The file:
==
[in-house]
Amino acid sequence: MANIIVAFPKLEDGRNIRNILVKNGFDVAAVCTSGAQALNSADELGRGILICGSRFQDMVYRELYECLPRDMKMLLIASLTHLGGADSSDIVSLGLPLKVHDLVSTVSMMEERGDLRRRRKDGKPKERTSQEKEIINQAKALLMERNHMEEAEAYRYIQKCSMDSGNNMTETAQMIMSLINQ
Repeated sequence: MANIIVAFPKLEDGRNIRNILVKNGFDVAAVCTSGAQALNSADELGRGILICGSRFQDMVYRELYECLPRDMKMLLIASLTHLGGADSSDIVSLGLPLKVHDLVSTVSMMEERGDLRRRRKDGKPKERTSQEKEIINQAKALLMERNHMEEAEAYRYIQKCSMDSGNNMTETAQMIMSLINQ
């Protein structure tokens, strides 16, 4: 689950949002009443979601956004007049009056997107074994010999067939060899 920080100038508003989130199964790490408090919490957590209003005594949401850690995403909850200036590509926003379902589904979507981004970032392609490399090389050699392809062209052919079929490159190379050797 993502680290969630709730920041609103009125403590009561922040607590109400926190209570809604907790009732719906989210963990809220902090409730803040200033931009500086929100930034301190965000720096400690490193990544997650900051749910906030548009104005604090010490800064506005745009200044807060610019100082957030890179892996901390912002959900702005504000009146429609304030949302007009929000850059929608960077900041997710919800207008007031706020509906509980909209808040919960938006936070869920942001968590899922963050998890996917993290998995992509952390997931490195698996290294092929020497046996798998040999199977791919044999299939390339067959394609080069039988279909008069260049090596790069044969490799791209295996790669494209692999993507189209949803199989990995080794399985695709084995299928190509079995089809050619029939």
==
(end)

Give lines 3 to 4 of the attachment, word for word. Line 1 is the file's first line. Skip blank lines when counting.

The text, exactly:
Repeated sequence: MANIIVAFPKLEDGRNIRNILVKNGFDVAAVCTSGAQALNSADELGRGILICGSRFQDMVYRELYECLPRDMKMLLIASLTHLGGADSSDIVSLGLPLKVHDLVSTVSMMEERGDLRRRRKDGKPKERTSQEKEIINQAKALLMERNHMEEAEAYRYIQKCSMDSGNNMTETAQMIMSLINQ
């Protein structure tokens, strides 16, 4: 689950949002009443979601956004007049009056997107074994010999067939060899 920080100038508003989130199964790490408090919490957590209003005594949401850690995403909850200036590509926003379902589904979507981004970032392609490399090389050699392809062209052919079929490159190379050797 993502680290969630709730920041609103009125403590009561922040607590109400926190209570809604907790009732719906989210963990809220902090409730803040200033931009500086929100930034301190965000720096400690490193990544997650900051749910906030548009104005604090010490800064506005745009200044807060610019100082957030890179892996901390912002959900702005504000009146429609304030949302007009929000850059929608960077900041997710919800207008007031706020509906509980909209808040919960938006936070869920942001968590899922963050998890996917993290998995992509952390997931490195698996290294092929020497046996798998040999199977791919044999299939390339067959394609080069039988279909008069260049090596790069044969490799791209295996790669494209692999993507189209949803199989990995080794399985695709084995299928190509079995089809050619029939």